It’s 1 a.m. and 23-year-old web designer “Isabel” is riding the uptown No. 1 train. She’s exhausted and ready to go to sleep, when a young man sitting across from her piques her attention. He has brown hair and green eyes, and is reading a Hebrew book. Sleepy and shy, she tries to think of a good opening line. She almost has a witty one ready, when the man jumps off at the 96th street stop.
Such random encounters and missed connections are everyday occurrences.
But while Isabel (not her real name) may never see the young man again, and the odds of locating him may be remote, all is not lost — thanks to “missed connections” Web sites, including those at the popular online bulletin board Craigslist.
Craigslist hosts online communities for many major cities including San Francisco, Boston, New York, Washington and Los Angeles. Aside from “help-wanted” ads and apartment listings common to most community sites, one of Craigslist’s most popular sections is “missed connections.”
The “missed connections” bulletin board is filled with stories such as Isabel’s — chance encounters at bars, subway trains, fitness centers and coffee shops:
“On the N/W train Monday evening. You: Attractive, 30ish, brown hair, soft smile, standing and holding the pole. Me: Black coat and black bag. You saw me smile at you — I looked away. I wish I hadn’t. Would love to talk to you — please write soon.”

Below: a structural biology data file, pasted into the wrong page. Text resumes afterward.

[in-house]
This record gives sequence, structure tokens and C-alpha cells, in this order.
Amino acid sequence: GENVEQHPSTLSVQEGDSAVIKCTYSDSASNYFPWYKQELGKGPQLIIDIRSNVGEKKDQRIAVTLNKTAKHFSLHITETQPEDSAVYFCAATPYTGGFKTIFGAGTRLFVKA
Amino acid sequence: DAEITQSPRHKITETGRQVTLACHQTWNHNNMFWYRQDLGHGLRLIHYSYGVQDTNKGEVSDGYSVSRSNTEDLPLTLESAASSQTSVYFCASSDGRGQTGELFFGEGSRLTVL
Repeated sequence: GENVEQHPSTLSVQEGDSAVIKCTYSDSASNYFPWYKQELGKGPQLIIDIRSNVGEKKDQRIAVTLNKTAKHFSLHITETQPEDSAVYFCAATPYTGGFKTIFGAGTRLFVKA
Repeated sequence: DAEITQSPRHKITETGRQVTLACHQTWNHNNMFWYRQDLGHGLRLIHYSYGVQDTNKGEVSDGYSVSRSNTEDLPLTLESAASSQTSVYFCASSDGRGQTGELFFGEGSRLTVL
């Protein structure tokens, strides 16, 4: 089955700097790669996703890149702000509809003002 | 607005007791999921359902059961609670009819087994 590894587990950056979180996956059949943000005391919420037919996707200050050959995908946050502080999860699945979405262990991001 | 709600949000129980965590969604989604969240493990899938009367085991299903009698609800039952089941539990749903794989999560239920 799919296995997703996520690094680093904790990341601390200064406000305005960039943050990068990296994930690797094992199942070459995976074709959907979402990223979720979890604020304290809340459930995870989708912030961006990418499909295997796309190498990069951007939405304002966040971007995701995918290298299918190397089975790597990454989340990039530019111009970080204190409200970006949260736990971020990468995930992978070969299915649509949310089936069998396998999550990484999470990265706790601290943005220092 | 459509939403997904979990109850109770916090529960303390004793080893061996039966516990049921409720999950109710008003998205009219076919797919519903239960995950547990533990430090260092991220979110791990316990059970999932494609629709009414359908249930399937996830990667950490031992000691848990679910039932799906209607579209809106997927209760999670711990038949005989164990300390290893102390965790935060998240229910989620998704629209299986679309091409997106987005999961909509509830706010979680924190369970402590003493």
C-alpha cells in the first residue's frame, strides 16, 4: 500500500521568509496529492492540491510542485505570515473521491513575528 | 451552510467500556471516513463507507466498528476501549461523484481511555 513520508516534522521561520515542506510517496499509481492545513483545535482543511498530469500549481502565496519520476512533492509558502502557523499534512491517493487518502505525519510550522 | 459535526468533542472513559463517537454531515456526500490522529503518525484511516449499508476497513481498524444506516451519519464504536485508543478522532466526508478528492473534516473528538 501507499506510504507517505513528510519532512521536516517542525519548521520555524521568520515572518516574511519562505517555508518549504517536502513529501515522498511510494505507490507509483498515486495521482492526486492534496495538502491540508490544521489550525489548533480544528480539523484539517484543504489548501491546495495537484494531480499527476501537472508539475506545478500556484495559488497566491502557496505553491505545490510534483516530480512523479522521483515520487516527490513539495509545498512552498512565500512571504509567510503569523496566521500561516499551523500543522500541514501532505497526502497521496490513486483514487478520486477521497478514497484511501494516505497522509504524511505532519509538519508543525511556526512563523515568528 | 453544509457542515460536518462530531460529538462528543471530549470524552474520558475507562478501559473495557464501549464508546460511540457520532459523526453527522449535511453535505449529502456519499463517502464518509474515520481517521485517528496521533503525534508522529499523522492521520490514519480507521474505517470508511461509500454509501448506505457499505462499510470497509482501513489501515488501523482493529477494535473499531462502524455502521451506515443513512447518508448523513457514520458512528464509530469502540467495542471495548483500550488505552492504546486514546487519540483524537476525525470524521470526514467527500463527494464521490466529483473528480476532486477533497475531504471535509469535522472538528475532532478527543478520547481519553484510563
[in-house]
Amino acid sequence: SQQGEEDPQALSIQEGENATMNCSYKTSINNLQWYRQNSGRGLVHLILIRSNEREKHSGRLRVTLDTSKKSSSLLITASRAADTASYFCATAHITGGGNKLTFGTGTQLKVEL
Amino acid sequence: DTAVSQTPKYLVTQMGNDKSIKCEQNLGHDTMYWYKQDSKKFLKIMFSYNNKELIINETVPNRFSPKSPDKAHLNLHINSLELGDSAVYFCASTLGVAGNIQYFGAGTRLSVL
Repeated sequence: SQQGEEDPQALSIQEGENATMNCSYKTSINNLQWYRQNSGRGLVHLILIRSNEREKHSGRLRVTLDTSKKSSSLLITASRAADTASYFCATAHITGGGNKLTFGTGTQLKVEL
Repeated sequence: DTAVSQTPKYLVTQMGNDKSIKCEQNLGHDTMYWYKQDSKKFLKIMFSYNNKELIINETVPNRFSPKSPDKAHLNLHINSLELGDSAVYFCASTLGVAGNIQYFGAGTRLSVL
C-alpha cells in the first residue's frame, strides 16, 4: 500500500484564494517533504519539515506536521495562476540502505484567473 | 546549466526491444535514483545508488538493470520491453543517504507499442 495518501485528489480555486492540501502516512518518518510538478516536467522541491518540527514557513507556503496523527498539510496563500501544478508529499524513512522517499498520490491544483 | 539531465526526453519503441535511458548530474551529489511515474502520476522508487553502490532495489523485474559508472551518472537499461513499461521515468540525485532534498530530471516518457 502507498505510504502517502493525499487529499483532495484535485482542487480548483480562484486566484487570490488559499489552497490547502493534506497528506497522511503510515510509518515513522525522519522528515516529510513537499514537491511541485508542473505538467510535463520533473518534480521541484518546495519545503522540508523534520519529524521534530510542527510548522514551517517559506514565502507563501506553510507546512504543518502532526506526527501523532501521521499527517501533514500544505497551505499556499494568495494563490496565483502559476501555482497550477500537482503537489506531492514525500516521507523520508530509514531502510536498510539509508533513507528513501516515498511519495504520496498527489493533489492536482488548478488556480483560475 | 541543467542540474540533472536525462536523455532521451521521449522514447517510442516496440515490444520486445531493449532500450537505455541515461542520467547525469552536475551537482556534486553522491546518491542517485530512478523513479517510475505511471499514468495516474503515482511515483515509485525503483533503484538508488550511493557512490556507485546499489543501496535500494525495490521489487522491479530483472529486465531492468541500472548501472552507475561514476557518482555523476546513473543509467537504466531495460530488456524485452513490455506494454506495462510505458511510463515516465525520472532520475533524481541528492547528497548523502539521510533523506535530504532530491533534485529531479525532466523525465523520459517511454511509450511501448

Included in the post is an anonymous e-mail address people can reply to. Posters often seem shy, or for some unfortunate reason fail to get (or keep) contact information.
Happy endings not guaranteed
Newspapers often run “missed connections” ads alongside personals. With the advent of online dating, looking for “the one” over the Internet has taken off. And people are now looking for “the one who got away” online, as well.
One of the things that has made these online sites a hit is volume. The “missed connections” section of Craigslist (for all cities) boasts of 6.5 million hits — with 14,000 postings in the month of January alone. After all, the probability of locating a mystery man or woman is increased when one posts on a popular site — and both posting and browsing are free.
So, is anyone finding their “missed connections”?